It is the dream of every scholar of antiquity: the discovery of a previously unknown text from the ancient world. A scientist at the Austrian Academy of Sciences (OeAW) has made such a spectacular find. During her doctoral studies at the University of Vienna and as part of the Sinai Palimpsests Project, Giulia Rossetto found medieval parchment sheets that reveal previously unknown texts from Homer's time that had been overwritten with other texts in later centuries. An article about the unique discovery has now been published in the "Zeitschrift für Papyrologie und Epigraphik" (Journal of Papyrology and Epigraphy).
"It is a poetic text in hexameters, the standard meter of epic poetry. This came from an epic that originally probably comprised 24 books, and the existence of which has so far only been indirectly shown," says Giulia Rossetto from the Institute for Medieval Research of the OeAW. With painstaking work, she was able to decipher the erased writing on the two sheets of parchment, letter by letter. The mention of the name Dionysus, the ancient god of wine, was an important clue to the meaning of the text, she says.
Text about childhood of the god Dionysus
By means of multispectral imaging and subsequent computer-aided image analysis, the fragment, which was in a very poor condition, was made legible again. In terms of content, the text revolves around the childhood of the god Dionysus. It mentions toys and gifts used by adversaries – the Titans – to distract the child.
"These details were previously only known indirectly, i.e., from quotations in other works. Now, for the first time, we have the original text on which these quotations are based," says Claudia Rapp, professor at the University of Vienna and head of the Division of Byzantine Research at the OeAW. The text was known until late antiquity: the font style suggests that it was copied in Egypt in the 5th or 6th century. Rapp says: "This discovery is of great interest in terms of cultural history, because it shows that there was still an active interest in religious texts from pagan antiquity in Egypt in the 5th or 6th century, at a time when Christianity was becoming firmly established in the Roman Empire."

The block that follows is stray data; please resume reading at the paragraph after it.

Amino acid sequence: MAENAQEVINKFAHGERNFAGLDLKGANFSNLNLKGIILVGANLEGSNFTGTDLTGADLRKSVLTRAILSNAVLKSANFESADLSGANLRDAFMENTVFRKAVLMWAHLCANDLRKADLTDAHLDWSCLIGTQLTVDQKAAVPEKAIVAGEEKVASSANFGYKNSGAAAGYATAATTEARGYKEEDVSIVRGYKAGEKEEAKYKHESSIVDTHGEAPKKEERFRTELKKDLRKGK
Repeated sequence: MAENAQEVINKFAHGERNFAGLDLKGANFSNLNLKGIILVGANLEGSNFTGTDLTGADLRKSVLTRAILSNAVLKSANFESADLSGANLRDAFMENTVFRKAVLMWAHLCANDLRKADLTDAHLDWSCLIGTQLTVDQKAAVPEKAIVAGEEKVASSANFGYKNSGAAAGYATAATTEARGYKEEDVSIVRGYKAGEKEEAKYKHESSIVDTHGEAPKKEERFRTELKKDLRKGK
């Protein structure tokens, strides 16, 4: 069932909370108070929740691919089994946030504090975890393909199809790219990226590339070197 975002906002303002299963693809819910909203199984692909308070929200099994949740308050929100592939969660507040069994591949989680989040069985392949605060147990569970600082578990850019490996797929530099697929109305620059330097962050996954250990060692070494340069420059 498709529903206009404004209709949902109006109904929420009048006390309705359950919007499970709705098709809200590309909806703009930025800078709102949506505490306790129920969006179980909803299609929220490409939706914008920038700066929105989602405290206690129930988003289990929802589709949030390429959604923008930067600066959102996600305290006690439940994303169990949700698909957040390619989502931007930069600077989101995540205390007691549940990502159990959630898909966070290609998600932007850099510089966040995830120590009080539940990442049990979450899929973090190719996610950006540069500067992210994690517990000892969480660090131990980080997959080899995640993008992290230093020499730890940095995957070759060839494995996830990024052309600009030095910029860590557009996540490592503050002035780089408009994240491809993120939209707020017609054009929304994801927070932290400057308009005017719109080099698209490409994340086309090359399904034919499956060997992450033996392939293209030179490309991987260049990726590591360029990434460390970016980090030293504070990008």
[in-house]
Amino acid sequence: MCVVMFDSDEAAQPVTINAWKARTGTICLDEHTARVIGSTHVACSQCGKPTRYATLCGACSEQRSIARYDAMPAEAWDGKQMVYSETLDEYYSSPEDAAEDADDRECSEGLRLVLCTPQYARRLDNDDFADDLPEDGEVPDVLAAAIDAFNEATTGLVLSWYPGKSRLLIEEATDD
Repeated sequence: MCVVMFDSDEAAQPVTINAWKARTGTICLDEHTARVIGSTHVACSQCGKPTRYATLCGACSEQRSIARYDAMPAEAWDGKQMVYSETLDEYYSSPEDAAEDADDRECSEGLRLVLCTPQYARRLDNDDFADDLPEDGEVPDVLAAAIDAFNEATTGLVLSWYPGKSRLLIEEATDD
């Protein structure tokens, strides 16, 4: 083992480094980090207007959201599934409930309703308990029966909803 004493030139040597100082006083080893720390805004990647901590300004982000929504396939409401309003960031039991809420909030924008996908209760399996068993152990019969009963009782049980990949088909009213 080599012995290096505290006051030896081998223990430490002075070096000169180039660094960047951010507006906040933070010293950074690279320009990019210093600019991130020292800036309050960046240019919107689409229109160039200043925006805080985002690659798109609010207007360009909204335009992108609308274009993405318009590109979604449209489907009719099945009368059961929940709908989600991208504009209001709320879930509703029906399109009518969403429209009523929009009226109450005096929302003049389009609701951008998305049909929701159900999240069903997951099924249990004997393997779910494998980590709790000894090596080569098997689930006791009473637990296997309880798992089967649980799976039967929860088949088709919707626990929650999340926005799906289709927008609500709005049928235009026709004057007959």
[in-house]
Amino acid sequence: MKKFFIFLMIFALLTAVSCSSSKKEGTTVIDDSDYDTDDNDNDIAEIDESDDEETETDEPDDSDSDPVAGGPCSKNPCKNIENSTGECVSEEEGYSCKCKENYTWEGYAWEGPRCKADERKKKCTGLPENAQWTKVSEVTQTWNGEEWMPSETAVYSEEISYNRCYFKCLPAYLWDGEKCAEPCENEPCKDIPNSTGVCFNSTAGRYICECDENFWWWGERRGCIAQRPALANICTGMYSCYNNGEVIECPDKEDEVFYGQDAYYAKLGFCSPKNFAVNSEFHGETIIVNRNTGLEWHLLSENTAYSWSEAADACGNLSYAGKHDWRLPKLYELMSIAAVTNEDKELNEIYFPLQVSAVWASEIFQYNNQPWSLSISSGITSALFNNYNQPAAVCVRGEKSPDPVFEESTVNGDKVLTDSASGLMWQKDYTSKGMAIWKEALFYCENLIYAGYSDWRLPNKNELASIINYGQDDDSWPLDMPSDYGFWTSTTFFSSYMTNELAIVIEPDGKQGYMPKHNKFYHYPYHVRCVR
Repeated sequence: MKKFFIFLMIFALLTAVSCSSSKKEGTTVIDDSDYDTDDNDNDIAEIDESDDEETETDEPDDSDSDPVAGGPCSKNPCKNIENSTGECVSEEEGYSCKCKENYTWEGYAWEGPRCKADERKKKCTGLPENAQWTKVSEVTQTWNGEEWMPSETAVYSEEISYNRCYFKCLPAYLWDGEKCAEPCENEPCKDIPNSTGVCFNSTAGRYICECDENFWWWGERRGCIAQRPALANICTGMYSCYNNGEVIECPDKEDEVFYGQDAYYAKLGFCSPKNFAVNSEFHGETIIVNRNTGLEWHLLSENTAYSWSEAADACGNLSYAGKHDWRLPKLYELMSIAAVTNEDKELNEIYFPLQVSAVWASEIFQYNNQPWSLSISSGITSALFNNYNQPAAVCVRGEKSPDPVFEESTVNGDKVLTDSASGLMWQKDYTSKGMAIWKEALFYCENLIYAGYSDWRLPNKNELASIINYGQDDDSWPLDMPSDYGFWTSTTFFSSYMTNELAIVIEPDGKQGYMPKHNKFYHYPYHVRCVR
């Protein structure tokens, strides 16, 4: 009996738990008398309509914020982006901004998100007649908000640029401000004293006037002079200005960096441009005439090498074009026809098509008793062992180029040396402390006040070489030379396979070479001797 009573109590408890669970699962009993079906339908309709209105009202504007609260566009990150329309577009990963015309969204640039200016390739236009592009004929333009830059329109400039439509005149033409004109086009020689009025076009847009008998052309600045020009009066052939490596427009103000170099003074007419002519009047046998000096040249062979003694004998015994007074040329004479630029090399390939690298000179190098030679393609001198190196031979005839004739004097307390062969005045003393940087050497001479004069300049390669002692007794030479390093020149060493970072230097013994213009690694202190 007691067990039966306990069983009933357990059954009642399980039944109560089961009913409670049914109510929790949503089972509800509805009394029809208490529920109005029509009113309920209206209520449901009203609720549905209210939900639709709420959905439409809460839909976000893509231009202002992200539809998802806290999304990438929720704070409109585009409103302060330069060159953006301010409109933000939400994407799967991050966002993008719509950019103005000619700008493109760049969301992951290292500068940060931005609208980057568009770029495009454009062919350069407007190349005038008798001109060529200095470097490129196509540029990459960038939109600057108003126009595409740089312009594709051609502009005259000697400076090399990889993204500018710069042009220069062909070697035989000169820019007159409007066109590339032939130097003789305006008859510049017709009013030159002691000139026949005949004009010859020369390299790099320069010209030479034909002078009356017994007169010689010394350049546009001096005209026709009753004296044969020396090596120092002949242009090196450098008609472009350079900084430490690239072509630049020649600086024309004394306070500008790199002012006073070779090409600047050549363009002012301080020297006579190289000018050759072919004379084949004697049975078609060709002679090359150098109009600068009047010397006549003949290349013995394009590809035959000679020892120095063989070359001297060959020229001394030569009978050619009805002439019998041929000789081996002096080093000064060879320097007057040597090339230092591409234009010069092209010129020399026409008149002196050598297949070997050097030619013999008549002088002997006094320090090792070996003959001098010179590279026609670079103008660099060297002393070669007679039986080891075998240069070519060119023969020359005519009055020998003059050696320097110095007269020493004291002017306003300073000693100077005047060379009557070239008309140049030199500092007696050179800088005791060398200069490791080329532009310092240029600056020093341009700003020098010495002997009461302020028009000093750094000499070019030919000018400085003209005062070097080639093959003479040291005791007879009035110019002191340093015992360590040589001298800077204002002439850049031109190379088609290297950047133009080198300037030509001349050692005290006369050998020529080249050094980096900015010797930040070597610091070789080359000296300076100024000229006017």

Medieval recycling of precious parchment
In the centuries that followed, however, the text was erased to allow the precious parchment to be reused. Such so-called palimpsests were a form of mediaeval recycling, the OeAW researchers report. In the early 10th century, the pages were rewritten, this time in the Christian monastery of Mar Saba near Jerusalem by Arabic-speaking monks, with descriptions of the lives of saints.
After that, the trail was lost until 1975, when a room for unused manuscript material in St. Catherine's Monastery in Sinai was reopened. The erased texts in Sinai came from at least four different manuscripts in two different languages: Greek and Christian Palestinian Aramaic – a liturgical language that has not been used since the 13th century and is mainly known from palimpsest finds such as that now published.
The aim of the Sinai Palimpsests Project is to make the centuries-old valuable palimpsest manuscripts of St. Catherine's Monastery in Egypt legible and available in digital form. So far 74 manuscripts have been deciphered. Claudia Rapp from the University of Vienna and the Austrian Academy of Sciences (OeAW) is the scholarly director of the project.